Split Blog Tour & Charity Auction
To honor National Domestic Violence Awareness Month, author Swati Avasthi has combined a blog tour–beginning today–for her debut novel, Split (Knopf, 2010), with a charity auction. Over 40 authors, agents and editors have donated manuscript critiques, personalized books, and more to an online auction that anyone –reader, writer, book lover — can bid on and buy. All proceeds go to the Family Violence Prevention Fund.
In addition to the auction, Avasthi is donating $1/comment on her 26-stop, month-long blog tour, coordinated by Kari at Teen (Book) Scene. If she reaches her goal and cap of $250, she will double the donation.
Button for going to the blog tour schedule (“Follow”):
Button for going to the charity auction site for the event (“Auction”):
Read a Cynsations interview with Swati.
Cynsational Screening Room
Congratulations to G. Neri for his fifth starred review for Yummy: the Last Days of a Southside Shorty, illustrated by Randy duBurke (Lee & Low, 2010). See Inside the Writer’s Studio with G. Neri from Bethany Hegedus from Writer Friendly; Bookshelf Approved. Peek: “My theme, I guess, is about finding your way through the urban jungle by stepping through unexpected doors that open and change your life.”
Yummy: the Last Days of a Southside Shorty from Greg Neri on Vimeo.Check out the book trailer for Freefall by Mindi Scott (Simon Pulse, 2010). Source: Erika Breathes Books.
Literary agent Nathan Bransford on pitching a manuscript. Recorded on February 21, 2010 at San Miguel Writers Workshop, San Miguel de Allende, Mexico.
From the Central Rappahanock Regional Library (and various branches) in Virginia, a musical shout out in support of libraries–the feel-good video of the week! “Hey, hey!”
Attention New York, New Jersey, and Connecticut-based Teachers, Librarians, Booksellers and University Professors of YA Literature or Writing! I’m going to be spending some time in your area in early-to-mid February in conjunction with the launch of Blessed (PDF). If you’d like me to visit your school, library or school, write me at cynthia at cynthialeitichsmith dot com, and I’ll refer you to the appropriate contact at Candlewick Press. Thanks!
Thank you to ReaderKidz for hosting me this month as an author in residence! Check out Cynthia’s Story and Your Friend, Cynthia Leitich Smith (a letter to young readers). Note: author Tameka Fryer Brown is also featured!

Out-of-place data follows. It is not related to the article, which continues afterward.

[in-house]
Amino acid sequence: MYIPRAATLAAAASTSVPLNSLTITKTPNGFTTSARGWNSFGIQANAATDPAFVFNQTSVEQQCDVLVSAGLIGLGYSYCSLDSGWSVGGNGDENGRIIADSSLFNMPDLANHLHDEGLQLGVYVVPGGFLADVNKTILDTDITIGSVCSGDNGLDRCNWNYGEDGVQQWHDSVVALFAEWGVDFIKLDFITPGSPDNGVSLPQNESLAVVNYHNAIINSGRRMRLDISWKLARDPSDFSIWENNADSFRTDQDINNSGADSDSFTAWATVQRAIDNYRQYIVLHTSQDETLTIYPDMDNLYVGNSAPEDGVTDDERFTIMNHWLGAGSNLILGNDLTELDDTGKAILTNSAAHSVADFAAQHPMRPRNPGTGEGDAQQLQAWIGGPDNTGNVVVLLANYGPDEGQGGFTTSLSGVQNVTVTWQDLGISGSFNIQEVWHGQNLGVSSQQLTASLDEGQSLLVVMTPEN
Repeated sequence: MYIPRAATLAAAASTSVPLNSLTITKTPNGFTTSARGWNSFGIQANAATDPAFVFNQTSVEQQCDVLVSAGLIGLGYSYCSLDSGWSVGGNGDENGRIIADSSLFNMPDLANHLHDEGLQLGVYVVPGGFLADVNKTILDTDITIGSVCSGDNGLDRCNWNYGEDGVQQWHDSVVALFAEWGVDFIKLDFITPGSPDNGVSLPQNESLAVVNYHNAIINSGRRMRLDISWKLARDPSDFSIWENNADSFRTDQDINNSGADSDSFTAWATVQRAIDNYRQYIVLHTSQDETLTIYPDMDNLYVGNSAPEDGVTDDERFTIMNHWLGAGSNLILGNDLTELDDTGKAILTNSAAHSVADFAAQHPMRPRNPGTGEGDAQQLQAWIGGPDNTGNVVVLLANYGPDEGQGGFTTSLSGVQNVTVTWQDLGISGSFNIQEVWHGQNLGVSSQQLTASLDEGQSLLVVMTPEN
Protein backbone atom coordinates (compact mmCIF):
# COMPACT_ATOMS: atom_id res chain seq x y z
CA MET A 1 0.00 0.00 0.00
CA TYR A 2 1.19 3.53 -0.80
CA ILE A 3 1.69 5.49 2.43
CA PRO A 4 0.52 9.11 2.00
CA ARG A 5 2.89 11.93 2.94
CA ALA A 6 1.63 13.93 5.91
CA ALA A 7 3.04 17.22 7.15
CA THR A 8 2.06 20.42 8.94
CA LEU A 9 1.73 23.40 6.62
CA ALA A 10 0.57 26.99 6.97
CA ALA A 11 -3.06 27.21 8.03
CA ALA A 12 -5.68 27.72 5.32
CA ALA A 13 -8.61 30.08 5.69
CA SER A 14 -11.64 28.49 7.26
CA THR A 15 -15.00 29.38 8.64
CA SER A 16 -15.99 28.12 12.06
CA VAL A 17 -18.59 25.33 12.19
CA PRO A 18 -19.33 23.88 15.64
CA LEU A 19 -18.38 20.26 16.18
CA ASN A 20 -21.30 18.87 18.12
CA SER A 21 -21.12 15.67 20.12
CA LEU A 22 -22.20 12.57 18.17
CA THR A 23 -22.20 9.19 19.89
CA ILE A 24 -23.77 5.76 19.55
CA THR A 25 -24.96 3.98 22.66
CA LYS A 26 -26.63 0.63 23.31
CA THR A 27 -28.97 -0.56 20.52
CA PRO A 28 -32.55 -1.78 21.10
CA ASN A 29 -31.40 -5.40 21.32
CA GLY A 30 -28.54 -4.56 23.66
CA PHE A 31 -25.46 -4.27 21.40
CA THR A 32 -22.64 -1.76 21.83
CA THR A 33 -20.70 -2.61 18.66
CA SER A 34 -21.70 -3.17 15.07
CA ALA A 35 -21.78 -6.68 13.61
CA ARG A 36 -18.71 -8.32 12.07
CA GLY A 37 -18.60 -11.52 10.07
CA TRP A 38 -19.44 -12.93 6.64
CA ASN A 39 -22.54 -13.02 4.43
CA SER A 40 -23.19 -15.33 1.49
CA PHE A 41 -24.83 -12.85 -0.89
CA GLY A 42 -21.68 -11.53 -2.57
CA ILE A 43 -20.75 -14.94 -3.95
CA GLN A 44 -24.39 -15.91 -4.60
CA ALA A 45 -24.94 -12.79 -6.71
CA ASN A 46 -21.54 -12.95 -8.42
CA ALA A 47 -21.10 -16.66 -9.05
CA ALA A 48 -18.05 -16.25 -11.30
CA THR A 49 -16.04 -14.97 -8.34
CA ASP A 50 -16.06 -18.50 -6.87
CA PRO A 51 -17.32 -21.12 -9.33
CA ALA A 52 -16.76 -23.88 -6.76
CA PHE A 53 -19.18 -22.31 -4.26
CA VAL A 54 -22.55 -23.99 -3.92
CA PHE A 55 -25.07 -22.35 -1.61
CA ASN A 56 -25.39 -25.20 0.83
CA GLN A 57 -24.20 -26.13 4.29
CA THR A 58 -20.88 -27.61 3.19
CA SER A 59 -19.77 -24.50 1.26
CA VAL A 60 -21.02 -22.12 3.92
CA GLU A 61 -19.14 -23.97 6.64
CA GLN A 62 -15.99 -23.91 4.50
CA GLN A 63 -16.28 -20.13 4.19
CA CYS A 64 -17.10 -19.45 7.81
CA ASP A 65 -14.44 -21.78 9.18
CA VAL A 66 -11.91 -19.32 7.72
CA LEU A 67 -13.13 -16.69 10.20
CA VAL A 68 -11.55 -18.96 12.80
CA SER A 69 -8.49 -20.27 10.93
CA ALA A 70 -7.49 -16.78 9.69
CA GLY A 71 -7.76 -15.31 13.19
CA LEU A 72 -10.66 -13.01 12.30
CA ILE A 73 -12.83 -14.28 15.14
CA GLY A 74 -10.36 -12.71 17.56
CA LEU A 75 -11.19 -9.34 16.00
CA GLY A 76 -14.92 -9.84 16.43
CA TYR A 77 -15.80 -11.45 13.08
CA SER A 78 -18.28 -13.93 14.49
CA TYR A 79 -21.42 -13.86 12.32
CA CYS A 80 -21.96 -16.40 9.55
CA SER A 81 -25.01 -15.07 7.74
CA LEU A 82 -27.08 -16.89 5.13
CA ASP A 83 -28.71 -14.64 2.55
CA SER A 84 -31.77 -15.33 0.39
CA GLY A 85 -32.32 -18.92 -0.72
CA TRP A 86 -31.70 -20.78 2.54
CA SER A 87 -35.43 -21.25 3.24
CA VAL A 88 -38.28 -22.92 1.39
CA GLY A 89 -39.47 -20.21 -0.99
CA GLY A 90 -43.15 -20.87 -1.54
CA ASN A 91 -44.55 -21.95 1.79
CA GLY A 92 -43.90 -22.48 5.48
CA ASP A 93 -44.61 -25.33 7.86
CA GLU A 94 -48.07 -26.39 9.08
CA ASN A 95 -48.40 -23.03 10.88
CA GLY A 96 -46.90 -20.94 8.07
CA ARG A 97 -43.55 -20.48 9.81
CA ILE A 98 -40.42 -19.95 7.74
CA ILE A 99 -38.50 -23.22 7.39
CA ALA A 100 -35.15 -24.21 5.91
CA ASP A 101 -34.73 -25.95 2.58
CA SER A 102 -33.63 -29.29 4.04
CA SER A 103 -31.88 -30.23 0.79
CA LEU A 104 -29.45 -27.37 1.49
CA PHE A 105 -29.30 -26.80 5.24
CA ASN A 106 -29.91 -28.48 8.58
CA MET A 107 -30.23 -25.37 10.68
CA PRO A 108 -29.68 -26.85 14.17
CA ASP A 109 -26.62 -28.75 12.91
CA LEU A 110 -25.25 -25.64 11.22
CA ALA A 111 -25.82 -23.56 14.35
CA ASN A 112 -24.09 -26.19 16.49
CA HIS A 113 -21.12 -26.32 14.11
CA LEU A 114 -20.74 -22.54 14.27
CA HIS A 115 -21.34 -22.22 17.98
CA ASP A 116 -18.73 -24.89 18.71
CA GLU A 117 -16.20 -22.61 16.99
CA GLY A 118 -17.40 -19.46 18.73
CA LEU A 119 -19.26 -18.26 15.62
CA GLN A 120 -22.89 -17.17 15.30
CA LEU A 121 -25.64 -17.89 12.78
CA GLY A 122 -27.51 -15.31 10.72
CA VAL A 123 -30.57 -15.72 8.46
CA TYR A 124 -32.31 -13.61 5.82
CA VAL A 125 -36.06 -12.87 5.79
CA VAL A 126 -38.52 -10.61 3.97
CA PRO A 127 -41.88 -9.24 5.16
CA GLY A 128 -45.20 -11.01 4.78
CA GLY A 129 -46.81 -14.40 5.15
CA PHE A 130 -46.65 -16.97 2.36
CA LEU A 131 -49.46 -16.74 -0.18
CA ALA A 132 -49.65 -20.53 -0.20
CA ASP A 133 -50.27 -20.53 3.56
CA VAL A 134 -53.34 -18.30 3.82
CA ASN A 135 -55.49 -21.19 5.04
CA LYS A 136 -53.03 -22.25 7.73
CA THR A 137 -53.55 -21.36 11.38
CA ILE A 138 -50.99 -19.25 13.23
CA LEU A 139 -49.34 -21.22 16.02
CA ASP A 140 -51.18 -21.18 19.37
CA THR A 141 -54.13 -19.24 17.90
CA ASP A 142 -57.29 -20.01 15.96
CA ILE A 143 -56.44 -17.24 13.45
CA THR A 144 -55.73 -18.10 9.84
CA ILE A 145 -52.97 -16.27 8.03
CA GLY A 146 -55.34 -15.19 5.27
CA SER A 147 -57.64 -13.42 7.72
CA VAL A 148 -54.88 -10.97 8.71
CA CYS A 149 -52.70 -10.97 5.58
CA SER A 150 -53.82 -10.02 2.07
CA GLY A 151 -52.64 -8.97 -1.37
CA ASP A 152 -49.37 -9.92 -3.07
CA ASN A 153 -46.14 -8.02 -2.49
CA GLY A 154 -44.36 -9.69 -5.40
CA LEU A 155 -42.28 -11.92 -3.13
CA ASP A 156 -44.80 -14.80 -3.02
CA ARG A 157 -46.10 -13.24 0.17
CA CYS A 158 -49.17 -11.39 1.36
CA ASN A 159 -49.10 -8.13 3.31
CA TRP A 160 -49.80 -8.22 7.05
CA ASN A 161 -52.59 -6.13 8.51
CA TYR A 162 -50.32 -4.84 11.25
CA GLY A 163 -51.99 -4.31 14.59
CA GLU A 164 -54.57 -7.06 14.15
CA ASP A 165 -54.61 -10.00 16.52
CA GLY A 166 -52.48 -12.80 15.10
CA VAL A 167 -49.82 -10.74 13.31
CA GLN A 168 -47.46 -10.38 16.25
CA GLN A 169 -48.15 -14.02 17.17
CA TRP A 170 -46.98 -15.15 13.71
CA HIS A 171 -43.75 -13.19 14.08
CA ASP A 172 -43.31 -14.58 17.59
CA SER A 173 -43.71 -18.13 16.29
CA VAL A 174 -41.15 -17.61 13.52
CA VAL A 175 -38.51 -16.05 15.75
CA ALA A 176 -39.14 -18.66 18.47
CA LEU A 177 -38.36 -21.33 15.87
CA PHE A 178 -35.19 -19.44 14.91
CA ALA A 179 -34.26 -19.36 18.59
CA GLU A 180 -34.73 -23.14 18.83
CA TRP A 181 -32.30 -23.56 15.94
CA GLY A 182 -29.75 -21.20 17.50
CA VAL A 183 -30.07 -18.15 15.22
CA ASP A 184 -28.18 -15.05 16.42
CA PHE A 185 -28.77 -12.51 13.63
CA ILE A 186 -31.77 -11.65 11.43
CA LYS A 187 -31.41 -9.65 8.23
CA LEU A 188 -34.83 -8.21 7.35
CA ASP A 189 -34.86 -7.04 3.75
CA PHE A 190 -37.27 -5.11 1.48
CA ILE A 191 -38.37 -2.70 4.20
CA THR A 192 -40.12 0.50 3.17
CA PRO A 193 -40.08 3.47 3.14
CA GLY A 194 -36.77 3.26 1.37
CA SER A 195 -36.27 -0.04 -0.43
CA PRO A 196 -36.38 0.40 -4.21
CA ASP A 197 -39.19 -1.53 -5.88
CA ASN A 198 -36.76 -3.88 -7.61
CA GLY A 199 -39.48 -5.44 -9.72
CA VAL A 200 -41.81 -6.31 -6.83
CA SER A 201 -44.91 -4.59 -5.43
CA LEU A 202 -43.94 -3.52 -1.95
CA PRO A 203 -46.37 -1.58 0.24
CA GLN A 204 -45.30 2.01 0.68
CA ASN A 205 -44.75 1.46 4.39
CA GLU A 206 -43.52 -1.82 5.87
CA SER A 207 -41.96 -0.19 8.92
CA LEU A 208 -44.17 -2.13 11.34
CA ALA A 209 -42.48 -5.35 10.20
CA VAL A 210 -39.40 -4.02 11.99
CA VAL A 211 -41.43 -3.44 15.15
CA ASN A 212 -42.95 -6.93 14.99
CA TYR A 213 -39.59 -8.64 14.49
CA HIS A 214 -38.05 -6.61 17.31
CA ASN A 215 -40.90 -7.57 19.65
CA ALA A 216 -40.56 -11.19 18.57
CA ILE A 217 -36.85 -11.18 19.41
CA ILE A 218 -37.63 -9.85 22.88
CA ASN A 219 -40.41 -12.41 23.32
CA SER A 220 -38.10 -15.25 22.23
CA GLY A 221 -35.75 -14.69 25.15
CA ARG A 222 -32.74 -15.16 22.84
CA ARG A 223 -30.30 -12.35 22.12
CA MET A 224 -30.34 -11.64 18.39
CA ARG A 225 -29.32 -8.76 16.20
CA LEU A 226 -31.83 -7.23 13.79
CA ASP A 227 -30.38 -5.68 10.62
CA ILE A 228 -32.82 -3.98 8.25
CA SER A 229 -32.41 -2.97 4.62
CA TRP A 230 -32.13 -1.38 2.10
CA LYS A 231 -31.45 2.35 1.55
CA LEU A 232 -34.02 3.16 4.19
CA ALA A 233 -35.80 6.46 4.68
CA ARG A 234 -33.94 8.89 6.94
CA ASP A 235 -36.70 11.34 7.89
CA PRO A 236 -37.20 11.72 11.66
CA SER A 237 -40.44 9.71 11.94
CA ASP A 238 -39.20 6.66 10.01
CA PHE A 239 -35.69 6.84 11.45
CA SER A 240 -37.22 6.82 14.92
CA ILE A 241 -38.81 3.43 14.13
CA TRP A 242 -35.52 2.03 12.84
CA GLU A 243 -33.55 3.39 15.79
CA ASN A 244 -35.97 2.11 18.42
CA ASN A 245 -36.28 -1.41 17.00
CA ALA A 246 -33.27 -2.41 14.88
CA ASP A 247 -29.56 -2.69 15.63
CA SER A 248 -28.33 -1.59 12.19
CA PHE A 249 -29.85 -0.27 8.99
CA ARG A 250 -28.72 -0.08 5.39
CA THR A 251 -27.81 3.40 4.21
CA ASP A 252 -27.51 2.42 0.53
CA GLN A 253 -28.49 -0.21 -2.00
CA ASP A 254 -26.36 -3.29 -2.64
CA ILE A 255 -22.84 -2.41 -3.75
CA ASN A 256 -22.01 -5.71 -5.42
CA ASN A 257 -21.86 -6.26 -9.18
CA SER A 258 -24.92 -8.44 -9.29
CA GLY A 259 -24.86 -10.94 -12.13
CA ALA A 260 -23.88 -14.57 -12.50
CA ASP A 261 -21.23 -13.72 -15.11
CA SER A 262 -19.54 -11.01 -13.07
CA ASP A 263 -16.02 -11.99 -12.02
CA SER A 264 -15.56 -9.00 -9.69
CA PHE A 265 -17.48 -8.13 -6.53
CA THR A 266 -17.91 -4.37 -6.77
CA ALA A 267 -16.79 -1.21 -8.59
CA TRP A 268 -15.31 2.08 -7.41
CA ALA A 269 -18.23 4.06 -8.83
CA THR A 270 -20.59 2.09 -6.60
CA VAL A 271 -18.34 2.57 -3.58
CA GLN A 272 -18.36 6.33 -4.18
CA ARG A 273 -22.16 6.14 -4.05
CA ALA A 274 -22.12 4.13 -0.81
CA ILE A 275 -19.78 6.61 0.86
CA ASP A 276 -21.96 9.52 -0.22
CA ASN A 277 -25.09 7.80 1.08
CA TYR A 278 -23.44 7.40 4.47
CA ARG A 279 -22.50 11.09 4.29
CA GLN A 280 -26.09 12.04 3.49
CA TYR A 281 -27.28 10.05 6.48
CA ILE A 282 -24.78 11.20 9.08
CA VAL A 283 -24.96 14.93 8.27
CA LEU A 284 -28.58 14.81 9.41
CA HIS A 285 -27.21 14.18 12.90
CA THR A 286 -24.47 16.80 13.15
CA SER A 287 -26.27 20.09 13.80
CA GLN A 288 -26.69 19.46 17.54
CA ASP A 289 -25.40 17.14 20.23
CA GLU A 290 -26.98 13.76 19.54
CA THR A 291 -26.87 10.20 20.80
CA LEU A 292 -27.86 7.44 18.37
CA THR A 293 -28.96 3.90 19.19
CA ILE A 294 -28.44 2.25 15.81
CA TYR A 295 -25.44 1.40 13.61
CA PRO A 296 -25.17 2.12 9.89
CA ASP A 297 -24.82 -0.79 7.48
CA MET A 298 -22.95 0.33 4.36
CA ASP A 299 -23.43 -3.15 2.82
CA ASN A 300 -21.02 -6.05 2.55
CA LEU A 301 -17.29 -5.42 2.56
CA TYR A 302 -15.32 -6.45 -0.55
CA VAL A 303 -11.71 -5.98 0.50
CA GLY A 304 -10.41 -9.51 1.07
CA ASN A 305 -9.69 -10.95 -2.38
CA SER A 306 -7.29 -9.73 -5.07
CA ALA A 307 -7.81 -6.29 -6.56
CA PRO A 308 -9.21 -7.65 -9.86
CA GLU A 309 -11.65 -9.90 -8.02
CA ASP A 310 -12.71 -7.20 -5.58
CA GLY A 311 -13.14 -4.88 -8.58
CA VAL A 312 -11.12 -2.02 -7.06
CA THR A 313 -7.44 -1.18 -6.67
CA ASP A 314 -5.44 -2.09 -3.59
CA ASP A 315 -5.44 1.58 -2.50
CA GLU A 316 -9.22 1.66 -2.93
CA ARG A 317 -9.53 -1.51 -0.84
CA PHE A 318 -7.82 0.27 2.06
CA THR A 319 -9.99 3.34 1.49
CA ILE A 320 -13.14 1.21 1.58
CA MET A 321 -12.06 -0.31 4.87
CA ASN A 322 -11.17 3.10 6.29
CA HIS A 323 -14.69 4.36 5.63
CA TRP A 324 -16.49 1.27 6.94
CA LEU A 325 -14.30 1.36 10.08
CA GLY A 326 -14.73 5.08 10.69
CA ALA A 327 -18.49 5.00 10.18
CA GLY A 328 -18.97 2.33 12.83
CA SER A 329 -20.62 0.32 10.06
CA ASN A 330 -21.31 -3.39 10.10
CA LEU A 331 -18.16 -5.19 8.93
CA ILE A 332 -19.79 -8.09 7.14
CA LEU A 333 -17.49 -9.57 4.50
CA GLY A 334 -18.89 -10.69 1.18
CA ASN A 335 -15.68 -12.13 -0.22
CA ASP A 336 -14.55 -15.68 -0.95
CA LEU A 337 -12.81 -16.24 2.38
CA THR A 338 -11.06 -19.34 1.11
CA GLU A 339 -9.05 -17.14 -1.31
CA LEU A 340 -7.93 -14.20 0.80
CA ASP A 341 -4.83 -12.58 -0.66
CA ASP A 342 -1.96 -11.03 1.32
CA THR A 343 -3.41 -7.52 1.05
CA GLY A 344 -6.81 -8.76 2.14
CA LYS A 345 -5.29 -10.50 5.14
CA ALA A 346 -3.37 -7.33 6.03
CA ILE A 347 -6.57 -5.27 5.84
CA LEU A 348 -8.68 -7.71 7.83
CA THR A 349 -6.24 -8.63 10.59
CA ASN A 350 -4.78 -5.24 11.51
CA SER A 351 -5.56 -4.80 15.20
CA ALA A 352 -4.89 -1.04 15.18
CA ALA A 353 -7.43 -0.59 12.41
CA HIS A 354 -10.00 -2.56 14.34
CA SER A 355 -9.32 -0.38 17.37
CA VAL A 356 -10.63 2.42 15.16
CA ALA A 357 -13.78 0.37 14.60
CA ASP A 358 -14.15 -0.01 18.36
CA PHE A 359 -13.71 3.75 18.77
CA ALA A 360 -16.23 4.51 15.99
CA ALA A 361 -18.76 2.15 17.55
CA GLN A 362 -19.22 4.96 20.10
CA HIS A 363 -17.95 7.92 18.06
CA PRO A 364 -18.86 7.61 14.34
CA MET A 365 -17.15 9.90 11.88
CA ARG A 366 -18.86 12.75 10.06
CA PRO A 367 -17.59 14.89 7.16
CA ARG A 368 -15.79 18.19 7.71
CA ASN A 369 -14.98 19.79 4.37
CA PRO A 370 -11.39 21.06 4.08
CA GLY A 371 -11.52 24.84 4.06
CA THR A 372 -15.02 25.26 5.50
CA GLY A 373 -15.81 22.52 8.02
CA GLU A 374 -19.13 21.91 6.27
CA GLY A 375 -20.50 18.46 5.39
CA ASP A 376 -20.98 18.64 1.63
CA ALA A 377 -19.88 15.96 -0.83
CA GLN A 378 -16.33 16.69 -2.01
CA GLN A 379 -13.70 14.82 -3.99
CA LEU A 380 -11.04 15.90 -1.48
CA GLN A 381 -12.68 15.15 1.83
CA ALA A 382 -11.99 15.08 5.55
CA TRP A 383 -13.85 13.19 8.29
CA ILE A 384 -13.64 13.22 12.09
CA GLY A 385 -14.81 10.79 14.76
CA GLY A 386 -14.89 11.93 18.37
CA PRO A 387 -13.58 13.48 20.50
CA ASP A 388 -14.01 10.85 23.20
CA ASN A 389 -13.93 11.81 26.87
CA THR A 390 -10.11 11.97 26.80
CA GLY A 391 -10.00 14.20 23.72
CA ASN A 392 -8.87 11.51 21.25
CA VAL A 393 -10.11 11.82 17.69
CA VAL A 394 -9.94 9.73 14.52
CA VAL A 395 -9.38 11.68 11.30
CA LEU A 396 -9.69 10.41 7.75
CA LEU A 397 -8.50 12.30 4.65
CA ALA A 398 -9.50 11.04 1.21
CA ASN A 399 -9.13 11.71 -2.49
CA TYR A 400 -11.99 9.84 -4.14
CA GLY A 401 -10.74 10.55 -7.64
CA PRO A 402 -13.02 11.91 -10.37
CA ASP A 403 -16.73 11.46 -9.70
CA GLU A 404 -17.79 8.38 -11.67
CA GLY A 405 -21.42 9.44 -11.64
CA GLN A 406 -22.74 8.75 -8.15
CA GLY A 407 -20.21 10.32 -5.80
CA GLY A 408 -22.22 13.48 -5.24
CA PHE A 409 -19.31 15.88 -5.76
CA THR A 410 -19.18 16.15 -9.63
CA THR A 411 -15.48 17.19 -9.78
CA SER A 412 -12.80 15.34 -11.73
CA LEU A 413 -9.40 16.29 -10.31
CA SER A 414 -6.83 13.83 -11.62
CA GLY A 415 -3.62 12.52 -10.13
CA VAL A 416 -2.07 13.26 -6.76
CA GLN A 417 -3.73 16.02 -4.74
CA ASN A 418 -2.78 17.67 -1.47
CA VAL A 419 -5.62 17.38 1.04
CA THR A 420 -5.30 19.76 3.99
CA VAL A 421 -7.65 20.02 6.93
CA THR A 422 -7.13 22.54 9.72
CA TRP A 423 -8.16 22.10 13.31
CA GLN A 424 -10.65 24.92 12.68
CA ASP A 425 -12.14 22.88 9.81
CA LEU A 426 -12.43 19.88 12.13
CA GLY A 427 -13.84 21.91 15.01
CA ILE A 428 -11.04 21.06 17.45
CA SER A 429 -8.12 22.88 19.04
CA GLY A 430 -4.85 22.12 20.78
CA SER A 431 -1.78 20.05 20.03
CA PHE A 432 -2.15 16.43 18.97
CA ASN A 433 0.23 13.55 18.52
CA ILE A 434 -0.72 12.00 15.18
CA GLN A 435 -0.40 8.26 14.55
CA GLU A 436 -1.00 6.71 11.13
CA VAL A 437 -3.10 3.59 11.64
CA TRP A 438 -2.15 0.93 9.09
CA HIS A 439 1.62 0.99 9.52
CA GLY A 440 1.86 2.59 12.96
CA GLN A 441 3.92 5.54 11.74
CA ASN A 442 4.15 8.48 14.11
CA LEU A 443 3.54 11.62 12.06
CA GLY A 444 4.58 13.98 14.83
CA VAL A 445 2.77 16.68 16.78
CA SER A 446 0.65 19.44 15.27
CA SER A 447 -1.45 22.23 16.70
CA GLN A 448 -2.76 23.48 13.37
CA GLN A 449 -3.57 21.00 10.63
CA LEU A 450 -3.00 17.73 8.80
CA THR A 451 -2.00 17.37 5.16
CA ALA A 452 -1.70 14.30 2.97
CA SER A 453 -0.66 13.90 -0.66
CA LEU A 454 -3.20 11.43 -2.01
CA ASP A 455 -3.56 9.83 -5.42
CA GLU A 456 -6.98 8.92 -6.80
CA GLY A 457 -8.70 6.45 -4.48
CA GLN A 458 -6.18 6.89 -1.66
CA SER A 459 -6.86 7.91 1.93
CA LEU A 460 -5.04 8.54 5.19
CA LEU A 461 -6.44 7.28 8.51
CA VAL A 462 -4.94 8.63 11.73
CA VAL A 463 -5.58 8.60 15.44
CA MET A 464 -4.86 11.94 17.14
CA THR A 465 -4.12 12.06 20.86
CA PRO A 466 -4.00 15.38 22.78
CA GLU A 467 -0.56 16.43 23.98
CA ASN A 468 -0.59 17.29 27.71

Of Holler Loudly, illustrated by Barry Gott (Dutton, Nov. 11, 2010), Kirkus cheers: “This original Southwestern tall tale has an easy rhythm, and repeated phrases and playful type make reading aloud a pleasure. The exuberant, smooth-edged illustrations feature exaggerated, open mouths (especially Holler’s) and visually emphasize the chaos-inducing effects of his voice…. A rambunctious, can’t-lose read-aloud no one will want to hush.”
Jingle Dancer, illustrated by Cornelius Van Wright and Ying-Hwa Hu (Morrow, 2000) was featured in the Reading Is Fundamental Multicultural Books Display at the Macy’s Fifth Annual Spelling Bee on Sept. 26 at Macy’s Herald Square in New York City.
Tantalize – Cynthia Leitich Smith by Steven R. McEvoy from Book Reviews and More. Peek: “The story was great, with amazing twists in the plot. The surprises kept coming.” See also Steven’s review of Eternal.
Interview with Ming Doyle: A Miasma of Paint, Pencil and Ink by Rondal Scott III from Fuel Your Illustration. Ming is the illustrator of the upcoming Tantalize: Kieren’s Story, a graphic novel (Candlewick, Aug. 2011). Peek: “Kieren, the main character, may be a teenage werewolf, but he’s somewhat reluctant to face his hairy destiny and he’s wary of the dangers associated with the paranormal. He’s almost a detective before anything else…”
Check out the schedule for Texas Book Festival on Oct. 16 and Oct. 17 in Austin. Cynthia Leitich Smith will be reading Holler Loudly, illustrated by Barry Gott (Dutton, 2010) from 2 p.m. to 2:30 p.m. Oct. 17 in the Children’s Read Me a Story Tent. Her signing will follow immediately afterward at the Children’s Signing Tent (13th and Colorado). Note: In a limited early release, Holler Loudly will premier at this event.
“Beyond Feathers and Fangs: Crossing Borders in Realistic and Fantasy Fiction, with Cynthia Leitich Smith” at The 33rd Annual Mary Calletto Rife Youth Literature Seminar – Kalamazoo Public Library. The seminar costs $40 (lower student rates are available) and is scheduled for 8 a.m. to 4 p.m Nov. 5. Note: Maria Perez-Stable and Beth Amidon will also present a book talk, and additional speakers are Gillian Engberg, Booklist editor, and Debbie Reese, UIUC professor. See more on the speakers.